Johannesburg - South Africa's big three banks on Tuesday reported a significant surge in personal loan books, indicating big players are lending aggressively to the entry level market previously dominated by small players Capitec Bank Holdings [JSE:CPI]
and African Bank Investments [JSE:ABL]
Absa Group [JSE:ASA]
, South Africa's biggest retail bank, on Tuesday announced 12.4% growth in its personal loan book to R12.6bn.
Standard Bank Group [JSE:SBK]
, Africa's biggest bank by market capitalisation, said its personal loan book had surged 33% year-on-year (y/y).
FNB, a subsidiary of FirstRand [JSE:FSR]
, South Africa's third-biggest bank, said its personal loan book, including its low cost banking unit EasyPlan, has seen 24.4% growth y/y.
Analysts said this meant profit "margins were getting ever wider" in SA's unsecured lending space.
However, they said this growth did not necessarily mean that the banking sector, which experienced depressed profits since the onset of the 2009 recession, could be turning around.
Safs Narker, a banking analyst at Metropolitan Asset Managers, said secured lending has become "mooted" while unsecured lending has seen "double-digit" growth in the past few years.
Secured lending is when the borrower pledges collateral to the lender to secure repayment of the loan. Unsecured lending is not attached to any collateral. This type of loan is called "unsecured" because the bank has nothing to go after if clients default.
"Big banks have successfully exploited the double-digit growth in unsecured lending. They now see unsecured lending as an avenue to make more profits," Narker said.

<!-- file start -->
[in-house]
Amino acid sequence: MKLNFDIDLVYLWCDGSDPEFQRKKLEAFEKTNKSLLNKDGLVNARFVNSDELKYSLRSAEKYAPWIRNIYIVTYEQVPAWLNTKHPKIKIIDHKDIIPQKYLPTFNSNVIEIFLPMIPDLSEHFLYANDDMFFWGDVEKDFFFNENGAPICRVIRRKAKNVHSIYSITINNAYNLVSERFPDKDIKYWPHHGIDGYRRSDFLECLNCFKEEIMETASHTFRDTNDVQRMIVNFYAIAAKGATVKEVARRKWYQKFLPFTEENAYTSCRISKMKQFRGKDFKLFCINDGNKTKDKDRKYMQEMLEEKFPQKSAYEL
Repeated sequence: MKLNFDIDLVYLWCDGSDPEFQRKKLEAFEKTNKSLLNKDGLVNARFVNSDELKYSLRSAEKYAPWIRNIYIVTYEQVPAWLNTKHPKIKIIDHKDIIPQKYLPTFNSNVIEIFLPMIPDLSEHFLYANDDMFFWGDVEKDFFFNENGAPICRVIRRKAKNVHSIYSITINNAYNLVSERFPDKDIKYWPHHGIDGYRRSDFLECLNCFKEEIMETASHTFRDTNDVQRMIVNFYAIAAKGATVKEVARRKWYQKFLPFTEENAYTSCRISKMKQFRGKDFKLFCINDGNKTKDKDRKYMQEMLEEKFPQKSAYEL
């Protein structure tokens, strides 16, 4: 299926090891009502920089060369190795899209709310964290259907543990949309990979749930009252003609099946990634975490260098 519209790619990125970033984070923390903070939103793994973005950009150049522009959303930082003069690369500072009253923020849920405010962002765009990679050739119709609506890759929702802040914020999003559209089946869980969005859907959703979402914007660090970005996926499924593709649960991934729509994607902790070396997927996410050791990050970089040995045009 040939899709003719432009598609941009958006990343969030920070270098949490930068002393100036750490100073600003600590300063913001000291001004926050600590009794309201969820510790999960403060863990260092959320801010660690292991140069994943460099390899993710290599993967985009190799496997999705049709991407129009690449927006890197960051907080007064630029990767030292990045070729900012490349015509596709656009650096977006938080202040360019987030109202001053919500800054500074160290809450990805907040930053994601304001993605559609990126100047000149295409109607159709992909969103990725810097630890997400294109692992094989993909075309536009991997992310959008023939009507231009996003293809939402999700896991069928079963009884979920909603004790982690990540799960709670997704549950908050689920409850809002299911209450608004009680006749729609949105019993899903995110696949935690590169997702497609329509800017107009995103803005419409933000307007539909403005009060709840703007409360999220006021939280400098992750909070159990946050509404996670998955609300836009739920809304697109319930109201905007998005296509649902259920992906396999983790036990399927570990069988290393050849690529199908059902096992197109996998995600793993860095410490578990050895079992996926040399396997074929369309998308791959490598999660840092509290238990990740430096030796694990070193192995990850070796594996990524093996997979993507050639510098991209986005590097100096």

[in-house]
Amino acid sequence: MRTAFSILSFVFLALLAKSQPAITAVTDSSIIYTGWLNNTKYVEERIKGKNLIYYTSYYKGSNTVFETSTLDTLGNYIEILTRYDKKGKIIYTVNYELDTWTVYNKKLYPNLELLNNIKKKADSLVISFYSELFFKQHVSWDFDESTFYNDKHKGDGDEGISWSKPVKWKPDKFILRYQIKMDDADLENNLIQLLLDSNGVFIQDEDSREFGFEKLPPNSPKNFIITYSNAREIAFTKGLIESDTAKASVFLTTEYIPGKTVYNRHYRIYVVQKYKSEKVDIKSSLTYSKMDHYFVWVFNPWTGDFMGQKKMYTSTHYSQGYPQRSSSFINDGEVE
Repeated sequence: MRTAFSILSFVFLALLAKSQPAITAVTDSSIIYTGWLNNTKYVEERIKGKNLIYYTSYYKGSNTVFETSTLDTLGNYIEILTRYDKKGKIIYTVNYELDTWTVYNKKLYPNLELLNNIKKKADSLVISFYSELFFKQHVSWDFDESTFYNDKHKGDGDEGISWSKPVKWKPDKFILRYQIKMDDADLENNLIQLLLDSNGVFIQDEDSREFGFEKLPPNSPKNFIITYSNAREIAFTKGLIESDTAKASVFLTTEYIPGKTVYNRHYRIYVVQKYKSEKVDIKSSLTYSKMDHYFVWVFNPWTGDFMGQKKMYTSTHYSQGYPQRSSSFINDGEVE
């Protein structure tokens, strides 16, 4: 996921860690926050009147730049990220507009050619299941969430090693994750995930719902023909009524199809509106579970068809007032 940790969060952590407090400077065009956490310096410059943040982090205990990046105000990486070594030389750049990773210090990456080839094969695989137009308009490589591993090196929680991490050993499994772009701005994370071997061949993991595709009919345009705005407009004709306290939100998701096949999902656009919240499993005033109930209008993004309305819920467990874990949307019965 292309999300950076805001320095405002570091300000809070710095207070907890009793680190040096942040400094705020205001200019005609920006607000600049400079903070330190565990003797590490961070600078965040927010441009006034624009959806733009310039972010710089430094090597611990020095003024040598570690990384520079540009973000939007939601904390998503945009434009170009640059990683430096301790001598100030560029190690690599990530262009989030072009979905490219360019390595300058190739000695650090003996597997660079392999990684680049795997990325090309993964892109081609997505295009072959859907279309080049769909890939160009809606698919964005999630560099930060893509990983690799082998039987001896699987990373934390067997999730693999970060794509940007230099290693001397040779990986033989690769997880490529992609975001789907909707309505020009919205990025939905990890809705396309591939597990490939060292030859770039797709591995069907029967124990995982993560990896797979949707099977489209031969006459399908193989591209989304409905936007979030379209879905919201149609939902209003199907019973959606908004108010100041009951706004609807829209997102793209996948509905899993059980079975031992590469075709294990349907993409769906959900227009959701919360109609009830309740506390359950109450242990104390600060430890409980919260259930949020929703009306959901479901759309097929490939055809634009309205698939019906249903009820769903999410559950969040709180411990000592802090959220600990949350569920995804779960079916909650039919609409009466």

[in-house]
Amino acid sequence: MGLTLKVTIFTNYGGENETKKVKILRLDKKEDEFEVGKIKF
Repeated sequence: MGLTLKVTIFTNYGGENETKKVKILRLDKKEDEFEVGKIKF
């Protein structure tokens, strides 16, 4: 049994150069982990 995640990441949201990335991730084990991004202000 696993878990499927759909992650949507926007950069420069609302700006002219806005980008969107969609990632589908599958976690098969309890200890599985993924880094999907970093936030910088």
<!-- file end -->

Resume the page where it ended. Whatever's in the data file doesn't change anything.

Steve Meintjes, a senior analyst at Imara SP Reid, said it was too early to talk of a turnaround in the banking sector.
"Growth in personal loan books is very good. But one swallow does not make a spring," said Meintjes. He added major banks were expanding aggressively in the unsecured lending space.
"Our improved performance can largely be attributed to this," said Tshiwela Mhlantla, managing executive of Absa personal loans.
She expects lending to grow faster than industry average of 15% a year. "The bank has strong growth plans over the next few years, particularly in the entry level market," Mhlantla said.
Peter Schlebusch, CEO of personal banking at Standard Bank, told Fin24 the company moved into the entry level market because of the slowdown in the secured lending market. "We found the unsecured lending market to attractive as well," he said.
Peter du Toit, the head of FNB Smart Product House, said: "The establishment of our EasyPlan branch network has contributed significantly to the successful growth of our book. Since launching in 2009, FNB EasyPlan has disbursed more than R1bn in loans." - Fin24